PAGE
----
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United States v. Scott

*fn* submitted: August 5, 1993.

UNITED STATES OF AMERICA, PLAINTIFF-APPELLEE,
v.
STEVEN SCOTT, DEFENDANT-APPELLANT.



On Appeal from the United States District Court for the Western District of Washington. D.C. No. CR-92-1561-RJB. Robert J. Bryan, District Judge, Presiding

Before: Choy, Goodwin, and Skopil, Circuit Judges

MEMORANDUM

Steven Scott contends that he should be resentenced because the district court erroneously concluded that it lacked jurisdiction to depart from the sentencing guidelines on the basis of Scott's youthful lack of guidance. The record does not support Scott's contention, and we accordingly dismiss his appeal.

We review de novo a district court's legal determination that the guidelines do not allow departure. United States v. Belden, 957 F.2d 671, 676 (9th Cir.), cert. denied, 113 S. Ct. 234 (1992). If the record indicates, however, that the district court exercised its discretion in refusing to depart from the guidelines, that decision is not reviewable. United States v. Morales, 898 F.2d 99, 102 (9th Cir. 1990).

The record shows that the district court took Scott's youthful lack of guidance into account, and adjusted his sentence as much as it believed was warranted. Any ambiguity in the court's statement that Scott's childhood problems were not "grounds" for a downward departure is clarified by the court's indication that the sentence imposed was appropriate for the crime, "regardless of the underlying root causes."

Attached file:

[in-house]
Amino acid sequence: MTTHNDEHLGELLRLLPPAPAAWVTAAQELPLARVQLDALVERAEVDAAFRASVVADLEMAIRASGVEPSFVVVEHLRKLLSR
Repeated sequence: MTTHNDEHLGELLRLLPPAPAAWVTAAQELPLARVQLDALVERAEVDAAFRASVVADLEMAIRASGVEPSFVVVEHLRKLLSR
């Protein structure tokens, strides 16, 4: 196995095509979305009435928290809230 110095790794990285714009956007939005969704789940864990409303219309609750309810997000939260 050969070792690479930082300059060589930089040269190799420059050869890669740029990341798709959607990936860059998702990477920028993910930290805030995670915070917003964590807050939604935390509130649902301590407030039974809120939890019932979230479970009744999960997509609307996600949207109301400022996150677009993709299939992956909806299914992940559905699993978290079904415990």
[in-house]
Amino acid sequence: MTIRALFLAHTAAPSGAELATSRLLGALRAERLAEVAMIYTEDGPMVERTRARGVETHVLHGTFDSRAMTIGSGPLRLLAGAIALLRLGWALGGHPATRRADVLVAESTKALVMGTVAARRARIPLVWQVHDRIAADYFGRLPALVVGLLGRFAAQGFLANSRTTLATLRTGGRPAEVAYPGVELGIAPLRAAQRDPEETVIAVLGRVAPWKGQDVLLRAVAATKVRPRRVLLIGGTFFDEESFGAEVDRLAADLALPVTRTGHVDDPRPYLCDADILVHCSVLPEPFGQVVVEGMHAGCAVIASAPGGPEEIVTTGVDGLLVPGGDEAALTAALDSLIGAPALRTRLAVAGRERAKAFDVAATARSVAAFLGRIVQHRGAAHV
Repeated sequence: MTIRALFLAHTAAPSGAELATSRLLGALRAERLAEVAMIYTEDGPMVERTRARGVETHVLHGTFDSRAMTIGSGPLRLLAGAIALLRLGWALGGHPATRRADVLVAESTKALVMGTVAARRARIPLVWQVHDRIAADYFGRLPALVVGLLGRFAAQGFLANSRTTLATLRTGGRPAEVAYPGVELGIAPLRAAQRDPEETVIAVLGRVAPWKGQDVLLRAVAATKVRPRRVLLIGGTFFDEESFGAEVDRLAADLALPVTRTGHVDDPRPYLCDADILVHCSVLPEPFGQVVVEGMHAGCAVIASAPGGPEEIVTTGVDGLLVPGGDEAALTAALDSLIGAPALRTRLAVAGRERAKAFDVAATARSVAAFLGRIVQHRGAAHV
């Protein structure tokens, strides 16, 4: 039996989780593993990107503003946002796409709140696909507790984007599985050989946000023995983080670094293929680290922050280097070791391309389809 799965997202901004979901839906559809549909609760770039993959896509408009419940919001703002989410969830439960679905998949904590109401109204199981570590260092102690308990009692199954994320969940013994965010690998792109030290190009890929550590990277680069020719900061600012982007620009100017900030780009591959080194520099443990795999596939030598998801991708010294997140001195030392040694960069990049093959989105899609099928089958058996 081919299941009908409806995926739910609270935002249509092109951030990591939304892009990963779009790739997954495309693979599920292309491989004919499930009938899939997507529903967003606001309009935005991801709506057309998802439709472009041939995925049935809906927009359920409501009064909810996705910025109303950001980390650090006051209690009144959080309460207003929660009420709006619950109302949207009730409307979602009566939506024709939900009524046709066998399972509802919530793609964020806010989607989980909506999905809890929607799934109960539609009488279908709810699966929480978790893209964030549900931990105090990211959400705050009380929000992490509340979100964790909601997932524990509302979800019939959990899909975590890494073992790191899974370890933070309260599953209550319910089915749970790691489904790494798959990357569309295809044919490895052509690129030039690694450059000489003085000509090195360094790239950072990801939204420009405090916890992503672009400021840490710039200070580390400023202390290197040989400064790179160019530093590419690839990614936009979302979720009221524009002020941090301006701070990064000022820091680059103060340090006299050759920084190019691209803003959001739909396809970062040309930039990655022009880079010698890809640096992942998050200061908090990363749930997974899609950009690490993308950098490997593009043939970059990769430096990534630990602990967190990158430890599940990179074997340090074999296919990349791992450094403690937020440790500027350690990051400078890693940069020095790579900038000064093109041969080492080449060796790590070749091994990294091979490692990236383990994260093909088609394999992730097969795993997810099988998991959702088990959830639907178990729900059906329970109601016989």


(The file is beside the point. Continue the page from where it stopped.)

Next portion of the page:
The district Judge stated that he was lowering the sentence by five months below the probation office's recommendation based on Scott's arguments for a downward departure. The resulting sentence was well above the minimum in the applicable sentencing range. If the district Judge had believed that Scott's childhood problems warranted a sentence below that set by the guidelines, he would have set the sentence at the minimum within the applicable range. See United States v. Sanchez, 914 F.2d 1355, 1363 (9th Cir. 1990), cert. denied, 111 S. Ct. 1626 (1991). As the district Judge exercised his discretion in refusing to depart from the guidelines, we lack jurisdiction to hear this appeal.

APPEAL DISMISSED.

Disposition

APPEAL ...


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